Rosalita (2017) Movie Review

Just last week, I was lucky enough to get to review Brazilian director Luciano de Azevedo’s short Cabrito, a tale of family, food and responsibility that was rich in symbolism and heavy in mental anguish. I thought it was dark, gritty, beautiful and horrifying. With much anticipation, last night I was able to check out the second part in the Cabrito trilogy, titled Rosalita, starring Samir Hauaji, Nino de Barros, Sandra Emilia, Tairone Vale and Luciana Fins. Did this one hold up to my expectations?

Taking place a few months after the events in Cabrito, Rosalita delves even deeper into the broken and twisted psyche of the nameless man (Samir Hauaji). We get to be a fly on the wall as he descends even deeper into madness. The opening shot of him lying in bed next to the maggot-ridden corpse of his dead mother is bad enough – that is, until he kisses her good morning. Things spiral downhill as the man fights a deep-seated urge to kidnap and torture women, all the while trying to disentangle himself from the warped version of religion instilled in him by his acid-tongued mother.

I was glad to see a bit more of this mysterious and fractured Brazilian soul. However, I’m certain that I do not know what the heck was going on in Rosalita. The story needs to be fleshed out and explained a bit more. Because it was only 18 minutes long, I felt a lot of it had been left on the cutting room floor to keep the film festival length. While I understand that the man is insane and we are not supposed to really know what he’s thinking, I felt that the actions of others in the movie were unclear and confusing as well. Although I have to admit, the shot of the man sliding over the car roof to find the girl hiding inside as he whistled… that sent a goose walking over my grave for sure.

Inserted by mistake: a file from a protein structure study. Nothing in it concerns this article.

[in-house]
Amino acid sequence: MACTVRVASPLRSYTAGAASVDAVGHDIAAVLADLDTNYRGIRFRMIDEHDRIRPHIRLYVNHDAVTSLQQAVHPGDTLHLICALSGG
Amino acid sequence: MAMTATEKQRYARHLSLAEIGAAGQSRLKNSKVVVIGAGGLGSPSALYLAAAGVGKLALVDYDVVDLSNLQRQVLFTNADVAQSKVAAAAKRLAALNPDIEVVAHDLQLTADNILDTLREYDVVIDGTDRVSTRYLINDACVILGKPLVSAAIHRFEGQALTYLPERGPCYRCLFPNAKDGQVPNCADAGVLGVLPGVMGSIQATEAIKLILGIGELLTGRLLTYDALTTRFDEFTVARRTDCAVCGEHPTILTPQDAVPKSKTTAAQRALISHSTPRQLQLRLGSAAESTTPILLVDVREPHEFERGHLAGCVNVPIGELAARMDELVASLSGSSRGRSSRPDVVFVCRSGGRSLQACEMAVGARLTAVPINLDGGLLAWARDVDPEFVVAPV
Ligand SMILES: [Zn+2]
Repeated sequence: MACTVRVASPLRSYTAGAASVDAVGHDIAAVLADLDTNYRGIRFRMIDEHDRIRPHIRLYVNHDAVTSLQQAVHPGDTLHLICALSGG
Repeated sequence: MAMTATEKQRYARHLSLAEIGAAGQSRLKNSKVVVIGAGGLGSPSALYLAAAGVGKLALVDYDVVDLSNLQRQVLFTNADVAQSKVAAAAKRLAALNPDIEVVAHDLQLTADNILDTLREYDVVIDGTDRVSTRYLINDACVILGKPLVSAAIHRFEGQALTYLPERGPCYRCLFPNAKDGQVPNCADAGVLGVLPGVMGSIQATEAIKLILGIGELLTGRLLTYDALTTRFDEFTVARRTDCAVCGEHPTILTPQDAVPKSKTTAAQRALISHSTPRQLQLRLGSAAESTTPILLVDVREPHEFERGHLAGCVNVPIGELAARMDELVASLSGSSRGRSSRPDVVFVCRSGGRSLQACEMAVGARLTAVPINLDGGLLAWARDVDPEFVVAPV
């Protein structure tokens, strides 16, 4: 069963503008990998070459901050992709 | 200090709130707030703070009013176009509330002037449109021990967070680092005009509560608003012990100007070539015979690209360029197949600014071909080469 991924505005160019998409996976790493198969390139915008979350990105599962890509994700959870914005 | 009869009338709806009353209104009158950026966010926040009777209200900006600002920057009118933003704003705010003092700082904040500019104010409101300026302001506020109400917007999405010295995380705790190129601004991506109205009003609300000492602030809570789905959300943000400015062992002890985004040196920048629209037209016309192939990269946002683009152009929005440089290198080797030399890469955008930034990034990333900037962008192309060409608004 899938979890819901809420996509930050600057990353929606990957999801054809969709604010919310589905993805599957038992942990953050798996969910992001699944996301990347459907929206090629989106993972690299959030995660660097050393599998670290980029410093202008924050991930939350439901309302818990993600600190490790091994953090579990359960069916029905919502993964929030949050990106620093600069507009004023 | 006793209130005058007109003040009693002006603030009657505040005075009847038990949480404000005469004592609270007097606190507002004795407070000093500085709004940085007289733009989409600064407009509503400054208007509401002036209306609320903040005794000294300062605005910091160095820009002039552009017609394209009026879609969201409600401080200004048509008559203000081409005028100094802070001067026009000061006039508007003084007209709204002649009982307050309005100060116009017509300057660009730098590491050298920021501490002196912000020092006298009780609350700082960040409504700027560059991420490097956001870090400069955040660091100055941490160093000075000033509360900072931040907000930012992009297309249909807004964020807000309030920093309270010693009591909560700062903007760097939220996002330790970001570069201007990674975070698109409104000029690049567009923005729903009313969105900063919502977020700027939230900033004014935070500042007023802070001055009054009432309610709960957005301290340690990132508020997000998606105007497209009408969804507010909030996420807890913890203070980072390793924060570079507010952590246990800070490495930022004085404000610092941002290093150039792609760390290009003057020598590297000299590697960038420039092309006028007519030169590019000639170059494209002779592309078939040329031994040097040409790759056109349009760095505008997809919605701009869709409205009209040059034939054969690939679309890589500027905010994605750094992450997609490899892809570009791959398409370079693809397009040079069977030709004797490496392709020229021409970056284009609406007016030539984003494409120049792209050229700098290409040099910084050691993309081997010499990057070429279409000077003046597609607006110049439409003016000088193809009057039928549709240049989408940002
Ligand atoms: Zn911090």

Says the director: Rosalita is “…un crossover entre decadencia religiosa, la violencia bestial y la psicosis preocupante.” (translation: “a crossover between religious decadence, bestial violence and worrying psychosis.”) So there you go. Watch this short for yourself if you get the chance and write an explanation in the comments for me.

About Tracy Allen

As the co-owner and Editor-in-Chief of, Tracy has learned a lot about independent horror films and the people who love them. Now an approved critic for Rotten Tomatoes, she hopes the masses will follow her reviews back to PopHorror and learn more about the creativity and uniqueness of indie horror movies.

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One comment

  1. Luciano de Azevedo

    Thank you so much!!
    Rosalita is part of the “Cabrito” Trilogy, next year I will do the prologue of the story that will close the story of the character.
    In the design of the “rosalita” it was made to be a confusing film, which you will only understand with the prologue’s ending!